Starting after 2022 commencement RIT became part of a larger, multi-university 'eduroam' system of campus networks.
This changes some things about authentication with the network and can lead to some confusion, especially for anyone not running MacOS or Windows, or for those who like to tinker with the in-dept technical details of their systems.
To learn more about what eduroam is and how it works, see the What is Eduroam? section of this page.
Purpose of this Guide
This guide, first and foremost, aims to provide Linux users at RIT with alternatives to the official RIT ITS Helpdesk guidance and SecureW2 client. These guides are intended for linux users who are comfortable managing their own system and want more control and ability to tinker with their setup.
These guides are not official and ITS most likely won't provide support for the configurations and clients listed below. If you are looking to talk to someone about these instructions, the RIT Linux Users Group is the best place to reach out.
The next section of this page contains links to specific instructions for a variety of different networking clients. Most of these guides follow very similar high-level steps. This outline may be useful for anyone looking to understand the general process or create new guides for other clients.
- Generate a personal certificate (and a password to secure it)
- Configure your network manager with the following settings.
- SSID/Network Name: eduroam
- Key Management: WPA-EAP
- EAP method: TLS
- Anonymous Identity: firstname.lastname@example.org
- Domain: radius.rit.edu
- Phase2/Inner Identity/"Identity": email@example.com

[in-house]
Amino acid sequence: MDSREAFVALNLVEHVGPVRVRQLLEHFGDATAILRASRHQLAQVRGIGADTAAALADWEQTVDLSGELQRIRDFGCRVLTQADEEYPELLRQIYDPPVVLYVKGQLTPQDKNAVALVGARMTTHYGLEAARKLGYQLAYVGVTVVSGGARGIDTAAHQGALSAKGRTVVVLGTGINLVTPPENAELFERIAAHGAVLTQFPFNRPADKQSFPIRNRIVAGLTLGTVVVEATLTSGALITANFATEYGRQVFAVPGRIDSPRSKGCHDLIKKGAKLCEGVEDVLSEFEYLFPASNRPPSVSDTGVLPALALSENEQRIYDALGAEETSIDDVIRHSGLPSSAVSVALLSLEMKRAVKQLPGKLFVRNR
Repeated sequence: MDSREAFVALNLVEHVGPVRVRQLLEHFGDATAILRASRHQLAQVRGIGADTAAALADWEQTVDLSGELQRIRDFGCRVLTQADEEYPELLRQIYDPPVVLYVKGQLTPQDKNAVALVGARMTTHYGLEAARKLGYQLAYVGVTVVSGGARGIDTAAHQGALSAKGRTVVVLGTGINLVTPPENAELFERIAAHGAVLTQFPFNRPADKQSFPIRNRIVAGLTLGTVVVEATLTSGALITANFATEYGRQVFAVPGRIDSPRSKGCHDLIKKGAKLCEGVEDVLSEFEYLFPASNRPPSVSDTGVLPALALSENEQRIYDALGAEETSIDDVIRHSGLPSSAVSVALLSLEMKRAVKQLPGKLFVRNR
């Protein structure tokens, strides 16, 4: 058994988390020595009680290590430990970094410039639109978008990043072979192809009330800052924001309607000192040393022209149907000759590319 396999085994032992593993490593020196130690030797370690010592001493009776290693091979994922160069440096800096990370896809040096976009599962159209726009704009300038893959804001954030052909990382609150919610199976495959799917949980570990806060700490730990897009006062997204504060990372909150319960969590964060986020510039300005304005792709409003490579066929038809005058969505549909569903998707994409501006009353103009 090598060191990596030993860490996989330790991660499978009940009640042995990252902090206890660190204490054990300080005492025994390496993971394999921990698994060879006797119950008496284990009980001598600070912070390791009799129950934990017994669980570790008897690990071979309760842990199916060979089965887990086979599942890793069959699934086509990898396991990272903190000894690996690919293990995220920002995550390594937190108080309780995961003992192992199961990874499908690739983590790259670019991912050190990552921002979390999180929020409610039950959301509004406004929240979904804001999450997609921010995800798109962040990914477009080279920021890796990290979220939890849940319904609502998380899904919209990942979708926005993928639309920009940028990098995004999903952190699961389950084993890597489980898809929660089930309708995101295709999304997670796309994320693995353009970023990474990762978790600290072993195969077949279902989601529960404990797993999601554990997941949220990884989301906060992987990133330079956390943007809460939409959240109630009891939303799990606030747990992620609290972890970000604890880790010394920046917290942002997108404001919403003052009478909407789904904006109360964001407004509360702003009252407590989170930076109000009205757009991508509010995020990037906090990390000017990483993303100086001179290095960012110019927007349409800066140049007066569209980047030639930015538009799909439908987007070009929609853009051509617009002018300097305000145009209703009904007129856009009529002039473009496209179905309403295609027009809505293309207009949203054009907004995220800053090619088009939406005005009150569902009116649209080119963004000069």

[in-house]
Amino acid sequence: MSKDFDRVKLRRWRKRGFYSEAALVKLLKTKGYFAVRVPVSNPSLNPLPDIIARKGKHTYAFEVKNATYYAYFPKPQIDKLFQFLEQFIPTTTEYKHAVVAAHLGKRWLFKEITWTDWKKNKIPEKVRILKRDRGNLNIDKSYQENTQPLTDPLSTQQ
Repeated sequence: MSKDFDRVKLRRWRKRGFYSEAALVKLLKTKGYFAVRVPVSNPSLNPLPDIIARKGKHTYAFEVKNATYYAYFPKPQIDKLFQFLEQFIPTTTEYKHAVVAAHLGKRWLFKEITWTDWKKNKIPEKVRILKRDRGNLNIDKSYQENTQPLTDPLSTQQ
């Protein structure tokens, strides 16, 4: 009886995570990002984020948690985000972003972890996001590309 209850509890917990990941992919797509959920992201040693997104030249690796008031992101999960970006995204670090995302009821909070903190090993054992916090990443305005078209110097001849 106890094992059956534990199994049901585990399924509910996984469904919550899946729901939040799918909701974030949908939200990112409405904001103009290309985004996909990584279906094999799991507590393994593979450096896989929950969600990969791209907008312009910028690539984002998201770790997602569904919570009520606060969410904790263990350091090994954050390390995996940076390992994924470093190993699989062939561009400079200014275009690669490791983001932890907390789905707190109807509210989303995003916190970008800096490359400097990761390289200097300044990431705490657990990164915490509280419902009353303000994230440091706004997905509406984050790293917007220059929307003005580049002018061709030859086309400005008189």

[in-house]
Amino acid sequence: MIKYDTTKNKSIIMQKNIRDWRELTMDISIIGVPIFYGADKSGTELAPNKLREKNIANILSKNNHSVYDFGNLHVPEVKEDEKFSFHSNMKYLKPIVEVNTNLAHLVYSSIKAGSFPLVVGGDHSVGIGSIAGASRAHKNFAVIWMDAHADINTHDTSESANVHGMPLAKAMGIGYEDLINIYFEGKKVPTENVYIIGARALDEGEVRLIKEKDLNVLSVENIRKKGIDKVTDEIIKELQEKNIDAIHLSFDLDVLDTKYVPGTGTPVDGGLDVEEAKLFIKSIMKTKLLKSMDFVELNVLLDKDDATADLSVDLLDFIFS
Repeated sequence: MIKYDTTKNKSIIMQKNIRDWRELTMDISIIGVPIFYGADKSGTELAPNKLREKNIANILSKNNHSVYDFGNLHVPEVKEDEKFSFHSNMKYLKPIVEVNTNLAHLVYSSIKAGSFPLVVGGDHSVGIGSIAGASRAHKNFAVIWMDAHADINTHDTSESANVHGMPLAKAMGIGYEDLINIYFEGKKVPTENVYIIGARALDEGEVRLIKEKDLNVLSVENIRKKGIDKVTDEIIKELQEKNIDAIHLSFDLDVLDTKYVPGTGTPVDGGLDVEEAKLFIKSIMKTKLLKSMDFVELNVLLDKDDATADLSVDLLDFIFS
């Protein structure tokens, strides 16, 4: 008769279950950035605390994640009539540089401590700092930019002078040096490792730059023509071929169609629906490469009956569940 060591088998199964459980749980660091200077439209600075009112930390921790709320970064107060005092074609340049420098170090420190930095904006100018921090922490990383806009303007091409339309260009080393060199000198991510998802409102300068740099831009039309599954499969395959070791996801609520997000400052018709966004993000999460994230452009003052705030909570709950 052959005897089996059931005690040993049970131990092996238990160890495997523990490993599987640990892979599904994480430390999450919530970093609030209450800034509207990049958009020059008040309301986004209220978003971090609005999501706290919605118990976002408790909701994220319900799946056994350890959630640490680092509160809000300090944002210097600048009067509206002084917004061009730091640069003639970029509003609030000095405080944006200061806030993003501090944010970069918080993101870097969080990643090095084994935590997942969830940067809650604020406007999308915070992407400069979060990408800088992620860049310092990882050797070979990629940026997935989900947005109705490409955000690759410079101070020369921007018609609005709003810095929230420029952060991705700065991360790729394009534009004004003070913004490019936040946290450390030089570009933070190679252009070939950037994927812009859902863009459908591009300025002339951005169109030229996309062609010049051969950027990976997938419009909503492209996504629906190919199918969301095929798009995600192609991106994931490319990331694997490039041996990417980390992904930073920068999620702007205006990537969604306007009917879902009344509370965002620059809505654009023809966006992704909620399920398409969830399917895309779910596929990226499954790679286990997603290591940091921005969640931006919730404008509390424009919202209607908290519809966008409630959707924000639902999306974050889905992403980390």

- Location of the CACert
- Location of the personal certificate and/or key
- Certificate Password: created previously
Network Management Options
If you are using a specific piece of client software on your linux machine, you may find one of these specific guides to be more useful.
Alternate - RIT-WiFi
If you are in RIT housing that is serviced by RESNet (mainly dorms, unknown if other housing has this option available) and are unable to connect using certificates, you can follow the ITS RESNet manual registration instructions to get connected.
What is Eduroam?
Eduroam (https://eduroam.org/) is simply an authentication proxy on top of the existing RIT network that allows students from other universities to use the RIT network after securely authenticating with their home institution. Eduroam originated in Europe but has since expanded throughout the international research/academic community.
Essentially all eduroam does when you're trying to connect to a network at some institution (say Intitution B) is proxy your authentication request to the correct authentication server from your home institution. This request essentially says "I'm firstname.lastname@example.org", eduroam's auth proxies say "I know where rit.edu's auth servers are" and forwards/proxies your login attempt to RIT's auth servers. RIT's auth servers then give an "approved" or "denied" response that determines whether Intitution B's network should allow you access.
You can think of this process as being similar to the RIT single-sign-on login portal. When you go to a non-RIT website such as Zoom or Gmail you're connecting to servers owned by a third party. But when you tell that service "I'm from RIT" (by logging in with your RIT account) you get sent to the RIT login page.
After logging in through the RIT login page, you get sent back to the service you came from. The service gets some data that indicates whether or not the login was successful in order to let you in, and from that point you are communicating directly with the service again.
Eduroam is essentially the same concept but for wifi networks. When trying to log in to Institution B's network with RIT credentials, your login request will get securely sent to RIT to confirm you are allowed to access the network, but once authenticated, you will be communicating directly with Institution B's network and eduroam will no longer be involved in that communication.